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Morning Sun
  • Grant check presented to Meadowlark Elementary School

  • It was announced in September that Meadowlark Elementary School had been awarded a Music Matters grant from the Muzak Heart and Soul Foundation, and the check for $2,540 was formally presented today during a school-wide assembly.

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  • It was announced in September that Meadowlark Elementary School had been awarded a Music Matters grant from the Muzak Heart and Soul Foundation, and the check for $2,540 was formally presented today during a school-wide assembly.
    However, the money had already been spent, and to prove it, a group of fifth graders performed on a variety of drums, led by Meadowlark music specialist Lacy Mikrut, who prepared and submitted the grant application.
    “We’re very happy you were able to purchase this fantastic drum set,” said Cindy Myers of Audio Acoustics, Joplin, the local Muzak Franchise holder. “We want children to learn as much about music as they can.”
    The funds were used to purchase a 43-piece REMO World Music Drumming package and the “Peanut Butter Jam” drumming classroom kit.
    Becky Bedene, Meadowlark principal, said that the drums came in on Halloween day.
    “We had an opportunity to tap on them and so on,” she said.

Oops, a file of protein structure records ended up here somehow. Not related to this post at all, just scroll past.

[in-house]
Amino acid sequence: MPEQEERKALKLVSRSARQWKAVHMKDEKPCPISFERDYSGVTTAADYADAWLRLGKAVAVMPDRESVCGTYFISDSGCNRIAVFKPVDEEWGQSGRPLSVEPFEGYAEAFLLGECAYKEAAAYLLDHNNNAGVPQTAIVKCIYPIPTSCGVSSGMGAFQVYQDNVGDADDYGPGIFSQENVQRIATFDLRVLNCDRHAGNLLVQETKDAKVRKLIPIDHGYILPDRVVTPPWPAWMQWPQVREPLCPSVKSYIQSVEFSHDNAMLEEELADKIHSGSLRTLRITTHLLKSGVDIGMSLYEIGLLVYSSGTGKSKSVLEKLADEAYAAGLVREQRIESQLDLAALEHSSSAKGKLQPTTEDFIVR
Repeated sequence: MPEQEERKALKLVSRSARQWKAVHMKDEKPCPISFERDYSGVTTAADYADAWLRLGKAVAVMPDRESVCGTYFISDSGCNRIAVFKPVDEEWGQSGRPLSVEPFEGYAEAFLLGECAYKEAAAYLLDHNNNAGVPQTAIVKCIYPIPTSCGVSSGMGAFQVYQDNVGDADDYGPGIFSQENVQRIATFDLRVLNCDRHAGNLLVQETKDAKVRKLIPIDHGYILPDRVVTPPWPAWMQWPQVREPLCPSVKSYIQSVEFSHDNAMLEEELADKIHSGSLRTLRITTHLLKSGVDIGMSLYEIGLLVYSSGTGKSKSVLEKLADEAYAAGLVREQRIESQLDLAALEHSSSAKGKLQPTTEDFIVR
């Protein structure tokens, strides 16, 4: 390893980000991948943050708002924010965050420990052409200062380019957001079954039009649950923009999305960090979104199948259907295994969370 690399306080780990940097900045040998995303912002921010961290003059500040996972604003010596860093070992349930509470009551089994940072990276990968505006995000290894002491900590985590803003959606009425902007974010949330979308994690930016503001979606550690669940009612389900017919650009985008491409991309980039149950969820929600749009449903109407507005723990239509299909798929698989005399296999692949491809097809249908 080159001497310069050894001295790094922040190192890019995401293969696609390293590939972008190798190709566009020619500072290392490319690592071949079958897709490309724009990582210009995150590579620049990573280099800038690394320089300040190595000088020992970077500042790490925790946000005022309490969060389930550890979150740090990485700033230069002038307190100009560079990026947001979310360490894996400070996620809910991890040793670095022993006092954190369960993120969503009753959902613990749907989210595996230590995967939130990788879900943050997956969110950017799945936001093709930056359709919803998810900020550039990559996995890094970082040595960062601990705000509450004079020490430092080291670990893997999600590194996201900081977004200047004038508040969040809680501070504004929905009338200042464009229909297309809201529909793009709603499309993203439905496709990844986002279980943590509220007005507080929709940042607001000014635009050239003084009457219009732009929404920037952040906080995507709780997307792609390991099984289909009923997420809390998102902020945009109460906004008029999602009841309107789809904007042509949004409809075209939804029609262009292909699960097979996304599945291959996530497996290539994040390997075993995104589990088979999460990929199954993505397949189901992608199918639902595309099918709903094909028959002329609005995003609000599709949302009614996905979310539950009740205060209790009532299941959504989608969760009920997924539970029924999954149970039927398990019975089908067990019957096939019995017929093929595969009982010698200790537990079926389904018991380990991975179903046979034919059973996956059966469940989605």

The assembly was arranged, the principal said, so that all the students could be there to cheer on Mikrut as she received the giant check from Myers.
    Mikrut said that the drums played at the Friday assembly included the buffalo drum, tubano drums and djembe drums.
    “We’ve also got a variety of shakers, rattles and bells,” she added.
    Mikrut said that, when starting to teach any form of drumming, it’s best to start with a vocal pattern.
    “With the vocal pattern comes rhythm, and as they progress they can sing melodies as they drum,” she said. “The last piece comes when you add dance to the vocalizing and drumming.”
    The percussion pieces represent a variety of African and Caribbean cultures, and Mikrut said that her students will be learning more than music in her class.
    “Music is vital and helps in every subject, including math, history and geography and world cultures,” she said. “These students don’t just belong in Pittsburg, they can go anywhere and not have to leave the school.”

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